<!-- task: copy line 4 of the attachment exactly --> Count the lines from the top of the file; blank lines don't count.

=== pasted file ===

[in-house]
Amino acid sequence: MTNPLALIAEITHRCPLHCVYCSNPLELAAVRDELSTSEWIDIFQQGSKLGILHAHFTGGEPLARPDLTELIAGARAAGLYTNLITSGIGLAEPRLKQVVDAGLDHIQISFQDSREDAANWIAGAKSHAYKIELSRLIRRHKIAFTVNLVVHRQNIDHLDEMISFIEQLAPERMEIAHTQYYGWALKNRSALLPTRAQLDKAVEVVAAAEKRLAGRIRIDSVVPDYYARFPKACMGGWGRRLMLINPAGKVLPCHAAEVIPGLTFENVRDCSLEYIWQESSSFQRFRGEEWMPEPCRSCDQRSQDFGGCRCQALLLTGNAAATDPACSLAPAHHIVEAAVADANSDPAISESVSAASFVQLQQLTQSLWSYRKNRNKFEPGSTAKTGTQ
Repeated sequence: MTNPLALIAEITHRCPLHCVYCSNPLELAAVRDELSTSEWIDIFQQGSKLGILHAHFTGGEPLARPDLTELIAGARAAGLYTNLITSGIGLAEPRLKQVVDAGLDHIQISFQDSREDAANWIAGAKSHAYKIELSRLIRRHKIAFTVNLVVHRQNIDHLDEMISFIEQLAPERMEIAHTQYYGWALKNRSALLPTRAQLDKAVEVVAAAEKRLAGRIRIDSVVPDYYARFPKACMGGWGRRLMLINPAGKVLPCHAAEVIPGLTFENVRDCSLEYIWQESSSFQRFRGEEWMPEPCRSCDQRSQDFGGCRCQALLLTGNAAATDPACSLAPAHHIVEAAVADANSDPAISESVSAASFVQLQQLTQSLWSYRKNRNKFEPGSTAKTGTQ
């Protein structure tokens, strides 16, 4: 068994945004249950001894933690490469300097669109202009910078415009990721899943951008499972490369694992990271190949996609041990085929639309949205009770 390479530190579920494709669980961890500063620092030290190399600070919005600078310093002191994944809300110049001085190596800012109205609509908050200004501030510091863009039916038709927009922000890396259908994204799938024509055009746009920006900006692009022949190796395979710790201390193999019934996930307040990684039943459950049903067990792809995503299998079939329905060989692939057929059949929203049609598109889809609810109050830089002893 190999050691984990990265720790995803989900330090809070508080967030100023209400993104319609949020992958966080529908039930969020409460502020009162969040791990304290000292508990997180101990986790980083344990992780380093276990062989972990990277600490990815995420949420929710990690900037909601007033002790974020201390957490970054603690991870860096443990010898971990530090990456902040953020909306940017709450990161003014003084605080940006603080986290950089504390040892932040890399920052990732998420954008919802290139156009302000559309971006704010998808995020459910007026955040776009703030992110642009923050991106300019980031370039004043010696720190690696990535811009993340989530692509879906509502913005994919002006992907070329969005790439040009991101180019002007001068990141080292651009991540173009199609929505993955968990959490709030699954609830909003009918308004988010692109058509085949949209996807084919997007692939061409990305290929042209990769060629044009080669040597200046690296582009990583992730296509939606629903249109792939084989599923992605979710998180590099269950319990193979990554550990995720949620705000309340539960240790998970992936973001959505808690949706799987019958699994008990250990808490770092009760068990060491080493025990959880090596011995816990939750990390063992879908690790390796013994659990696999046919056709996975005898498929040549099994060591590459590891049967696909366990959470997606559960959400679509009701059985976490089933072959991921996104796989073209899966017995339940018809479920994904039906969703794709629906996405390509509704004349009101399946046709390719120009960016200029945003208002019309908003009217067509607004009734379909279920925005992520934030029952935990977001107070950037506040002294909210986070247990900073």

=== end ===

């Protein structure tokens, strides 16, 4: 068994945004249950001894933690490469300097669109202009910078415009990721899943951008499972490369694992990271190949996609041990085929639309949205009770 390479530190579920494709669980961890500063620092030290190399600070919005600078310093002191994944809300110049001085190596800012109205609509908050200004501030510091863009039916038709927009922000890396259908994204799938024509055009746009920006900006692009022949190796395979710790201390193999019934996930307040990684039943459950049903067990792809995503299998079939329905060989692939057929059949929203049609598109889809609810109050830089002893 190999050691984990990265720790995803989900330090809070508080967030100023209400993104319609949020992958966080529908039930969020409460502020009162969040791990304290000292508990997180101990986790980083344990992780380093276990062989972990990277600490990815995420949420929710990690900037909601007033002790974020201390957490970054603690991870860096443990010898971990530090990456902040953020909306940017709450990161003014003084605080940006603080986290950089504390040892932040890399920052990732998420954008919802290139156009302000559309971006704010998808995020459910007026955040776009703030992110642009923050991106300019980031370039004043010696720190690696990535811009993340989530692509879906509502913005994919002006992907070329969005790439040009991101180019002007001068990141080292651009991540173009199609929505993955968990959490709030699954609830909003009918308004988010692109058509085949949209996807084919997007692939061409990305290929042209990769060629044009080669040597200046690296582009990583992730296509939606629903249109792939084989599923992605979710998180590099269950319990193979990554550990995720949620705000309340539960240790998970992936973001959505808690949706799987019958699994008990250990808490770092009760068990060491080493025990959880090596011995816990939750990390063992879908690790390796013994659990696999046919056709996975005898498929040549099994060591590459590891049967696909366990959470997606559960959400679509009701059985976490089933072959991921996104796989073209899966017995339940018809479920994904039906969703794709629906996405390509509704004349009101399946046709390719120009960016200029945003208002019309908003009217067509607004009734379909279920925005992520934030029952935990977001107070950037506040002294909210986070247990900073």